Modern CPUs are able to execute lot of thing in parallel – not only by simultameous threads but they are also able to execute multiple instruction from single thread in parallel (so called instruction level paralellism or ILP). It’s made possible by out-of-order (OOO) execution mode when CPU is fetching, and decoding multiple instruction every cycle. Those instructions are then put to reorder buffer, which is basically queue of operations waiting to be exucuted. Out-of-order engine then schedule those instructions to be run on particular ports (latest intels have 8 of those) and tries to pick as many instructions to be run at the same time. If instructions are independent, they can be execute in parallel which is good when those instructions are loads that can stall CPU for up to few hundreds of cycles till data arives from memory. If one instruction depend on result of another, it has to wait in queue. Modern CPUs go to extreme lengths to make sure there are at all times some instructions ready in queue, they are prefetching data, predicting branches, speculating.

    But there are limits how much ILP is there in single threaded code. Modern x86 are able to fetch, decode and execute up to 4 instructions every single cycle. But in most cases there are not so much ILP available in general code. So HyperThreading come to play. It adds one extra frontend to your CPU (bit that fetches and decodes instructions) that supply extra instruction stream into out-of-order machinery that is hopefully able to find and dispatch more independent instruction to run on available harware.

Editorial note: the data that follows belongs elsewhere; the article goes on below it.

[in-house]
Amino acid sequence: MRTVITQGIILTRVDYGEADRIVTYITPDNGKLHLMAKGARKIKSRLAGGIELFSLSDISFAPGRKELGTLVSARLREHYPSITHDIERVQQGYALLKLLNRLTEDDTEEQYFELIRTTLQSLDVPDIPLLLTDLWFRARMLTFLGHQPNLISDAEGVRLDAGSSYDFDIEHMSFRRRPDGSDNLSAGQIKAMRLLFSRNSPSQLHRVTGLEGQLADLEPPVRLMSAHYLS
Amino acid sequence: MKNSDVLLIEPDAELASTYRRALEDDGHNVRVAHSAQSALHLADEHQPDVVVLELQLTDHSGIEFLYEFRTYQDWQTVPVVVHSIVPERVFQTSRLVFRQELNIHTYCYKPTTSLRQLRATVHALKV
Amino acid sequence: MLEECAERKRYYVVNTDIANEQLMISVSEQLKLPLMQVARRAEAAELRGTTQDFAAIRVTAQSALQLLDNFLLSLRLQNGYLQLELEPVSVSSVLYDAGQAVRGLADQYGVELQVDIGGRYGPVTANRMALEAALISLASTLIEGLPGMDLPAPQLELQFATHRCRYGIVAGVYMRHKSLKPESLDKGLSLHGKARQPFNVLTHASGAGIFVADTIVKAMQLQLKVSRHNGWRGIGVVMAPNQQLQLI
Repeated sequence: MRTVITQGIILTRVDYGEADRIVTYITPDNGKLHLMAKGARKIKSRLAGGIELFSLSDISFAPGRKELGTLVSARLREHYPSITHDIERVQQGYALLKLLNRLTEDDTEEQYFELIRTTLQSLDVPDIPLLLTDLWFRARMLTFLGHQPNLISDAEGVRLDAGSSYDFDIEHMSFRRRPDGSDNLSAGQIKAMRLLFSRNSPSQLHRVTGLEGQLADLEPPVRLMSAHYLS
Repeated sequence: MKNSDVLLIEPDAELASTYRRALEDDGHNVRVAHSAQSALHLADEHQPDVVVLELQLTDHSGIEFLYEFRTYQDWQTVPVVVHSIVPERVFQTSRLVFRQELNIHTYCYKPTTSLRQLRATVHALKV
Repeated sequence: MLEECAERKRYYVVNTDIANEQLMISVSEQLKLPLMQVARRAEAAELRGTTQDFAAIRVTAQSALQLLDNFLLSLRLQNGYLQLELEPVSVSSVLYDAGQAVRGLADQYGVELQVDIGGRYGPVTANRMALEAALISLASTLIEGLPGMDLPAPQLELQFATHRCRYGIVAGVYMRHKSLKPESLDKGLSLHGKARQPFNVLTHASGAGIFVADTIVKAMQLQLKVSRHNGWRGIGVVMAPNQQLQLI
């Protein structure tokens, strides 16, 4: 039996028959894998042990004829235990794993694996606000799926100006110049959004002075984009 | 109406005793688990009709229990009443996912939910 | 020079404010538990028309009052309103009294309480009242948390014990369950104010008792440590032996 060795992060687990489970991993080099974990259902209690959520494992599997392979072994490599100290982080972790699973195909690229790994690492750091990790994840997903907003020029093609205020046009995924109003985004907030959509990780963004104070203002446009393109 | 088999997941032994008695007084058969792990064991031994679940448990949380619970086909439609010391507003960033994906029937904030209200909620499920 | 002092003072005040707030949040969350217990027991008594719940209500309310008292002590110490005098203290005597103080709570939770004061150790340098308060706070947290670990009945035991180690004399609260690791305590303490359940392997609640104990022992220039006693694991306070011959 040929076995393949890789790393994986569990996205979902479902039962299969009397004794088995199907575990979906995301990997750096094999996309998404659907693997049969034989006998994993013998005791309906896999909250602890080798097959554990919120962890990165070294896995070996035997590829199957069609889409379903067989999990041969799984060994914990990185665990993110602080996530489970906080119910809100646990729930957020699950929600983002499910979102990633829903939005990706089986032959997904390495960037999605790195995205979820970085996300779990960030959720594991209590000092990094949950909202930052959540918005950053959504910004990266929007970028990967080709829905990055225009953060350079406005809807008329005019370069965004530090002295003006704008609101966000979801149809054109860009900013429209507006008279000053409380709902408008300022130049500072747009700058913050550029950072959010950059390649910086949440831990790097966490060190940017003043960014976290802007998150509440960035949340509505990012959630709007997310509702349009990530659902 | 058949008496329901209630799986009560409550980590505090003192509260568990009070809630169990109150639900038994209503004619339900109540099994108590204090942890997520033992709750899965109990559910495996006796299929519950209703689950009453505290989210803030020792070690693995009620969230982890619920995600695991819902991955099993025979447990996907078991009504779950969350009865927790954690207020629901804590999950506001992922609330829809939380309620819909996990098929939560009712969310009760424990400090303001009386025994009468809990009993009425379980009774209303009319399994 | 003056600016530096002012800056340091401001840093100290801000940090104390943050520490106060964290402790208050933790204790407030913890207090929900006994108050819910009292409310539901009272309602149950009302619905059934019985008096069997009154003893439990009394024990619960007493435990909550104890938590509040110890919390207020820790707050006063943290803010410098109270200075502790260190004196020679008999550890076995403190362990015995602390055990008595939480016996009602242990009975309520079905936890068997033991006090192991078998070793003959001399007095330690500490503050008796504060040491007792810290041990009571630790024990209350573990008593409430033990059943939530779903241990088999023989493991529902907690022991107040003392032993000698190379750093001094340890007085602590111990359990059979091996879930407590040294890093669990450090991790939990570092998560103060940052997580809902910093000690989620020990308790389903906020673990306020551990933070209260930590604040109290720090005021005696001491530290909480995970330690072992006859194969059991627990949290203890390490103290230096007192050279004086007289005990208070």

Main problem with HT is that two threads are competing for same amount of cache. And if you have code that run at 4IPC (like typical math heavy code) HT do nothing.

    Suprisingly your results could be caused by cache effects. As you run more threads in parallel, every one of them have smaller portion of cache and that might cause slowdowns. Run code through perf and you will see.

    January 15, 2015 at 3:25 pm
  • Twirrim

    As others have done I’d encourage you to look at the cache stats. Back when HT first came out people started doing significant benchmarking and real-world experimenting with it and found decidedly mixed results. In some cases it resulted in a nice performance boost, in others it could be crippling, actually proving to be slower than not having it on at all.

    One of the ‘problems’ with HT is that the virtual core (for want of a better word) shares the exact same cache as the primary core. If those cores are working on completely different tasks that can result in the cache being stomped all over and repeatedly purged which can be highly inefficient.

    January 15, 2015 at 4:11 pm
  • Peter (Stig) Edwards

    turbostat from the cpupowerutils package can be run as root to report processor frequency, idle power-state statistics. Running:

    seq 1 24 | xargs -t -I {} turbostat ./sysbench –test=cpu –num-threads={} run | grep ‘total time:’

    will show the turbostat reports for the sysbench CPU test for 1..24 threads, below I have the reports for 1,6,12 and 24 threads.
    Notice how the GHz (average clock rate while the CPU was in c0 state) for the busy CPUs changes, and the %time shifts from c6% ( idle state ) to %c0